Council Vetoes League Play at Trancas
• Residents Make Case against P&R Panel Recommendation
BY BILL KOENEKER
BY BILL KOENEKER
It took the Malibu City Council this week about 10 minutes to approve the final version of a $30 million budget, but took over two hours to decide that league play should be banned at the proposed Trancas Canyon Park.
To be fair, there was no controversy over the budget, but a standing room only audience in council chambers attested to the importance west Malibu residents place on how the park is developed.
Homeowner association presidents spoke, former and current parks and recreation commissioners had their say, soccer moms talked to the council and neighbors vented.
At one point, a speaker asked those who favor restrictions on the sports field planned on the 13-acre property, to stand to show their support for the ban. Nearly the entire audience rose.
Council members said they have been bombarded for weeks with attempts to sway their vote on Trancas Canyon Park.
Now it was time for the five council members to tell the public where they stand.
Councilmember Andy Stern reminded those asserting the city has spent too much money on parks without ball fields that the “last acquisition was the Bluffs Park at about the time it appeared those ball fields would be lost.
“We have had eight to 10 public meetings and have consistently said and the public has consistently said, I believe, no league play. You have got to be able to rely on our word. I am 10,000 percent with you. I am against any league play at this park,” he said, to thunderous applause.
New Councilmember John Sibert said he favored the restriction. “As much as I can appreciate league play, it is kind of nice to have a place for free-range children. It is not a park just for Malibu West residents. The dog park is a pretty good idea. I think this is a pretty good plan without league play,” he said.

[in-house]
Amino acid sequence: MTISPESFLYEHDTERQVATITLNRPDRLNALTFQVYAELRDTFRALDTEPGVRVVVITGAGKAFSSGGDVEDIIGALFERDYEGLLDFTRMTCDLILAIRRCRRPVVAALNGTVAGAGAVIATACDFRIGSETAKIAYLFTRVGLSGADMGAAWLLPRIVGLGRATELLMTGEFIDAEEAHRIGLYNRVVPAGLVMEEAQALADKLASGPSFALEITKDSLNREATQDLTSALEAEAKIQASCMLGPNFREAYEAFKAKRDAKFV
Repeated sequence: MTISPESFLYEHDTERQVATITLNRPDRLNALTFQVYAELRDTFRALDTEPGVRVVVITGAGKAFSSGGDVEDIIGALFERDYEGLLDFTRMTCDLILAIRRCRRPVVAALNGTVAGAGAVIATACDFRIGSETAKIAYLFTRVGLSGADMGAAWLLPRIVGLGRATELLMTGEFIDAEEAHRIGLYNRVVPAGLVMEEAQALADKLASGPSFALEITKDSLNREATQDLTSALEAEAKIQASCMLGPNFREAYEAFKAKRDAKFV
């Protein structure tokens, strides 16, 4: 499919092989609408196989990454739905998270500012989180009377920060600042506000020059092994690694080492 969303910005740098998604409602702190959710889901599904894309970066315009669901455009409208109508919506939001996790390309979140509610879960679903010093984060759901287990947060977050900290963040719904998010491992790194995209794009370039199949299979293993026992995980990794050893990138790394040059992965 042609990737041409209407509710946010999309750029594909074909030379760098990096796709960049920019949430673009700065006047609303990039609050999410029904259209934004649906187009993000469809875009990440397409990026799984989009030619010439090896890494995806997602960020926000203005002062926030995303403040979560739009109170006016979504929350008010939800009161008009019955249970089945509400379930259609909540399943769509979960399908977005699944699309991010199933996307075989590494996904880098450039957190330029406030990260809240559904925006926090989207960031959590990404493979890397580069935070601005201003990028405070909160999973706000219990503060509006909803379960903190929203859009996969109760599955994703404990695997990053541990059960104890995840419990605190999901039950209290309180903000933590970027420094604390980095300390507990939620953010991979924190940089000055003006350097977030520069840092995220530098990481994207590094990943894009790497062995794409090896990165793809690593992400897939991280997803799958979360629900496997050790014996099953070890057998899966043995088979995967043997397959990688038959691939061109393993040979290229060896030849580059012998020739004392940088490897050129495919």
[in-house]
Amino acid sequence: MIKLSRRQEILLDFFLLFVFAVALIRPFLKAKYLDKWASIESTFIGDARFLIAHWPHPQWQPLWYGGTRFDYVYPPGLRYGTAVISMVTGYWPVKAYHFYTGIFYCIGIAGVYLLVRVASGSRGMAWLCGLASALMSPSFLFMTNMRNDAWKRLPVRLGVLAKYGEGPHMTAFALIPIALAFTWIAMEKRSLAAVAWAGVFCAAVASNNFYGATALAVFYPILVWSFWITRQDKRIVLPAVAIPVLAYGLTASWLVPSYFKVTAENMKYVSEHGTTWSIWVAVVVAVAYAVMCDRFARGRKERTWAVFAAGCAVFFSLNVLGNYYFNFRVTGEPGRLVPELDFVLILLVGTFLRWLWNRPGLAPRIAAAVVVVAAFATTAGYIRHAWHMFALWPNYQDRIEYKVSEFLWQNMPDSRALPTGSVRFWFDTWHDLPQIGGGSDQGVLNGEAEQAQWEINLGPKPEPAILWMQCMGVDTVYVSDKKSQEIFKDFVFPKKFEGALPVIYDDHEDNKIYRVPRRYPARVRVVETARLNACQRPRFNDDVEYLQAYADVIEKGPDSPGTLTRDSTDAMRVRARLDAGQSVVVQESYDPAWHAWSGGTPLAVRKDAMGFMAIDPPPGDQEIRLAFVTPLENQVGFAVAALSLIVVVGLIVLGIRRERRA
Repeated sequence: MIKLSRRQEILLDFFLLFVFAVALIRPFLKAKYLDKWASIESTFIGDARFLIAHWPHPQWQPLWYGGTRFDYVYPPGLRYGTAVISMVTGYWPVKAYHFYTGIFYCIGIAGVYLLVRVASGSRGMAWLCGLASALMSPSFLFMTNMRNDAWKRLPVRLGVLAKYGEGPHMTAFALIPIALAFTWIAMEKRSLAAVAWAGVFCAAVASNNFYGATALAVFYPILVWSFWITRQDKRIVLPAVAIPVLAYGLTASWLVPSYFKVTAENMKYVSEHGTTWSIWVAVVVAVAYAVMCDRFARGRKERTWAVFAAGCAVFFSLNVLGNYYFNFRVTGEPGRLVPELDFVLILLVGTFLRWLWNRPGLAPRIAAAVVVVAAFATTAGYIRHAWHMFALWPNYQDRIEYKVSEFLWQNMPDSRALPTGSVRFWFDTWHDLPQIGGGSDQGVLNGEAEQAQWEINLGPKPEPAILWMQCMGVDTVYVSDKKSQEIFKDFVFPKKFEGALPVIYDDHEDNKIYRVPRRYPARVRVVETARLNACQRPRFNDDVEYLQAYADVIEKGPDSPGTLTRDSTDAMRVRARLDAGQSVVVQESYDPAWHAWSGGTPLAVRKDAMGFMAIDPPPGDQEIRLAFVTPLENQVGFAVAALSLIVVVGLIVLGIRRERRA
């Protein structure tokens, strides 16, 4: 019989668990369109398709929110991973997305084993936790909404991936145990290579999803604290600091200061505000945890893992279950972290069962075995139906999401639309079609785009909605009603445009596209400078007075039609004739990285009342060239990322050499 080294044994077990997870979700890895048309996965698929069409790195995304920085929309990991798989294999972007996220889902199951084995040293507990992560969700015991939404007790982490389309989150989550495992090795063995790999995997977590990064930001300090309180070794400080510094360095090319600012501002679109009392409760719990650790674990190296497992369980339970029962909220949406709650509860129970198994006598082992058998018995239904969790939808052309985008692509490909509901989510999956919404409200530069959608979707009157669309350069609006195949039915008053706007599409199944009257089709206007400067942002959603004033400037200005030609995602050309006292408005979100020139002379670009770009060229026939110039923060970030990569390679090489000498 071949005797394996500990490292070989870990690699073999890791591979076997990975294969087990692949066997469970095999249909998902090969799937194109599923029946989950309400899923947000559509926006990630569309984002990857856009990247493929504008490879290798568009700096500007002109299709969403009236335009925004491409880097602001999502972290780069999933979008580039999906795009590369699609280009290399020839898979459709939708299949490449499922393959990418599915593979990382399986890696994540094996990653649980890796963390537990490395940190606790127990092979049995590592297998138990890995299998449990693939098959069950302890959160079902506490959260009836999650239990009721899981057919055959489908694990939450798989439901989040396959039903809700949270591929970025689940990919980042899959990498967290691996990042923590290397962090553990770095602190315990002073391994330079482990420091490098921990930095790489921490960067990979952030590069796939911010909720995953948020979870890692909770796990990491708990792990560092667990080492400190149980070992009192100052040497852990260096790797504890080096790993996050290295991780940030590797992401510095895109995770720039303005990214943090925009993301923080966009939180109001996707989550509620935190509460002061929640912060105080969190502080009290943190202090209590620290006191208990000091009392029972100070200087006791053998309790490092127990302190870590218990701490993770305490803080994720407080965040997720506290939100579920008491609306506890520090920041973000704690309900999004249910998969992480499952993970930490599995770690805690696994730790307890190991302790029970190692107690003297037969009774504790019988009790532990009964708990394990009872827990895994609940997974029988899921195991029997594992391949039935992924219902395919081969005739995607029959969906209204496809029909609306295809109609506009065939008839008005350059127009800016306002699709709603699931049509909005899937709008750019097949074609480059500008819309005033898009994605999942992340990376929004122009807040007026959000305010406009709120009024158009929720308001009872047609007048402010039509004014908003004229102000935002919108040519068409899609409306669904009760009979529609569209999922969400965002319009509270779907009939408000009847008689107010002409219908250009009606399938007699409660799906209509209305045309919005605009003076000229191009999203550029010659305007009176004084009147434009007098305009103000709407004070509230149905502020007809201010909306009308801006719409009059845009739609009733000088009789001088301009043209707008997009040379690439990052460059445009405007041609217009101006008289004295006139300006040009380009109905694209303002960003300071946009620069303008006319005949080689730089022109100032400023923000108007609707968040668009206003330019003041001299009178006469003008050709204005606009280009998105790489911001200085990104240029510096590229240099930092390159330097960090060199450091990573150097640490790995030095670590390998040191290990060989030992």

Councilmember Sharon Barovsky said she reminds folks that the city must meet the recreational needs of members of the community with different interests.
“The thing that bothers me. The parks and recreation department addressed all recreational needs, including seniors. The big hue and cry was a dog park. There were 700 signatures. Senior citizens are going to use this park. It is not just all about ball fields,” she added.
Councilmember Jefferson Wagner said the issue had pitted neighbors and friends against each other. He said it was important to get the neighborhood’s endorsement. “Plan B gets my vote” he said, referring to a previous workshop plan that included the restriction.
Mayor Pamela Conley Ulich, who ultimately voted for the restriction, said she had voted against it on previous occasions. She talked mostly about the council not knowing what will be needed in the future and did not want to curtail the option of league play if it is needed.
“In two years, two people won’t be on this council. In two years we can revisit this issue. In two years we can get people who support [league play],” she said.
The mayor tried to offer a motion that supported Plan B, but with conditions such as more research and further study to determine another design for the road to the 60-plus parking lot and a timeline for revisiting the plans. There were no takers.